Cheryl Reavis’ historical romances have a number of qualities that I
really appreciate. Her settings are unusual; her characters are
realistic; her plots are based on the mores and attitudes of the past.
The Forbidden Bride shares all the above with Reavis’ other
books. Yet its unrelenting darkness prevents me from recommending it unreservedly.
The era and setting is certainly unusual. Reavis has set her tale in
1845 during the almost forgotten North Carolina “gold rush.” Before
there was California, there was North Carolina, but here the gold could
not be readily panned from any and every stream. Rather, it has to be
dug out of the bowels of the earth. Which brings us to the hero.
Tregear is a Cornishman who had to leave his home because of a scandal.
The orphaned son of a miner, he had been raised by a kindly minister.
But like so many men in his home, he had sought his living in the mines.
He has come to North Carolina, bringing with him a highly valuable
skill: the ability to read the veins of metal that lie below the earth
and to blast tunnels with pinpoint accuracy.
The heroine, Jane Ennis, has little to do with the rough and tumble
miners, even if her father has shares in the enterprise. She is the
eldest daughter of a wealthy doctor who has received a gentlewoman’s
education. She also has become her father’s assistant and has used her
developing skills to help some of the less respectable women of the town.
Tregear and Jane meet one night when he comes to her house, seeking her
assistance. Milla, once the Ennis’ housemaid, is about to give birth.
Milla was dismissed when it was discovered that she was pregnant and was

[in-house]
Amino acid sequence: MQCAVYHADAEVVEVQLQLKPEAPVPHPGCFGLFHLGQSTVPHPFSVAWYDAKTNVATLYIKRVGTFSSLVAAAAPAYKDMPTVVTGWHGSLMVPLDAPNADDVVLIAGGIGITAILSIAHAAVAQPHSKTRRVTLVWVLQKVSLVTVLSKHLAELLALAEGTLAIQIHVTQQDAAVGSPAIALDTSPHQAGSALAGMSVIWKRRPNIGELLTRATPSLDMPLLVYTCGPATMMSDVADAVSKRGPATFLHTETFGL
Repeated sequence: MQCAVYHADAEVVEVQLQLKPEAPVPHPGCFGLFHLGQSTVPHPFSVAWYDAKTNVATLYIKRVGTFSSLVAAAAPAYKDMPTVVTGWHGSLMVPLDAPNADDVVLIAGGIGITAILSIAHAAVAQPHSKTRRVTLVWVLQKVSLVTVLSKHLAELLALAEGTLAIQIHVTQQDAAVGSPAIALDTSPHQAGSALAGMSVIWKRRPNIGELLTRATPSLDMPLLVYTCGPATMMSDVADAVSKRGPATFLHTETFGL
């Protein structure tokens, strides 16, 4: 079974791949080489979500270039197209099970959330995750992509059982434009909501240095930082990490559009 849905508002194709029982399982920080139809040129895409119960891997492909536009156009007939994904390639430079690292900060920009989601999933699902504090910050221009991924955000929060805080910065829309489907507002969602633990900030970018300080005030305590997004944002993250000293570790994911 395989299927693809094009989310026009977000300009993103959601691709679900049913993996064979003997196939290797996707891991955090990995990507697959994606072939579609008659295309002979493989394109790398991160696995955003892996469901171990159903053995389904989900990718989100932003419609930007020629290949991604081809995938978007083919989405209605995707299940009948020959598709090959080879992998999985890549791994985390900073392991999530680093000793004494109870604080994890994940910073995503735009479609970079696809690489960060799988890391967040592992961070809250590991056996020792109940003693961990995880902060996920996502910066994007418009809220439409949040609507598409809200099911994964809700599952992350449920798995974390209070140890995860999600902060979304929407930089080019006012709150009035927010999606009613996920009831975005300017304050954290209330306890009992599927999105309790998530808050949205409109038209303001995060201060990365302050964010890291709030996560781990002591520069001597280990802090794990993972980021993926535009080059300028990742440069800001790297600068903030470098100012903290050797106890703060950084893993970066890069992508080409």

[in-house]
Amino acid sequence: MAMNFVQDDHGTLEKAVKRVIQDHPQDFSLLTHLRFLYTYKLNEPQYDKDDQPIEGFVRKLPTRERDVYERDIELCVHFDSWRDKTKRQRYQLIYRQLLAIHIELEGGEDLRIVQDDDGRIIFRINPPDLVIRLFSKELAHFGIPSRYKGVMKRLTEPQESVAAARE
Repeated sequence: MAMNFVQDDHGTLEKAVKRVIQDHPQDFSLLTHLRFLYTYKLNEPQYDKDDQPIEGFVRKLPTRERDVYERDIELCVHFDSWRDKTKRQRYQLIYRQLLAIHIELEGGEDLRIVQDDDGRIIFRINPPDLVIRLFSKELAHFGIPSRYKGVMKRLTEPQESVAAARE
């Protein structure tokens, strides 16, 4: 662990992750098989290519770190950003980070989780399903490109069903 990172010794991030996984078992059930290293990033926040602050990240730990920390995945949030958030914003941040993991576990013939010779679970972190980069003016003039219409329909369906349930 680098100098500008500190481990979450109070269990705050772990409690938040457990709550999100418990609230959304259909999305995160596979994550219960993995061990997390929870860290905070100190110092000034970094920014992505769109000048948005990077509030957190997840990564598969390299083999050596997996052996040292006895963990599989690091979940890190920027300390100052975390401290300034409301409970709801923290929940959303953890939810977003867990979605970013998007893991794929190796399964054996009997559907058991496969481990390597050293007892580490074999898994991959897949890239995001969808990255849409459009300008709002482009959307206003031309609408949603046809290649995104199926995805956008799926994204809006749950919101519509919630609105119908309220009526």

forced to turn to prostitution to support herself. Now she is about to
give birth and wants Jane to help her. Despite the knowledge that her
father will disapprove and that going to the poor girl’s assistance may
harm her reputation, Jane agrees. Tregear and Jane together bring the
baby into the world.
At first glance, this would appear to be a romance thwarted by a
difference in social status. But there are other forces at work to keep
the lovers apart. Dr. Ennis is, to put it mildly, a nasty, controlling
parent. He has disinherited his son for disobedience and he has plans
for his daughters. These plans do not include marriage. Jane and her
younger sister Eugenia will serve his need for companionship and
assistance. He will take any steps to maintain control of his daughters.
Despite the knowledge that their love is forbidden, Tregear and Jane
develop first an admiration and then love for each other. Tregear has
experienced betrayal and is angry at the world. He has no high opinion
of women but when he discovers Jane’s bravery and caring, he has to
change his mind. Jane only gradually becomes aware of the strictures
imposed by her tyrannical father. Tregear represents to her a freedom
she has never known.
The central event of the story, the catalyst for change, is a
devastating cholera epidemic that sweeps through the town. With this
event and with her depiction of the dangers of life in a mining town,
Reavis creates a compelling picture of a very different era. Likewise,
the power Dr. Ennis wields over his family is a reminder of how very
different the past was.
For all its sense of time and place (or perhaps because of this), The
Forbidden Bride has a dark tone that that may not appeal to many
readers. But Reavis is an immensely talented story teller and writer
and her skill is evident here. Those who appreciate visiting the past
will certainly enjoy this novel.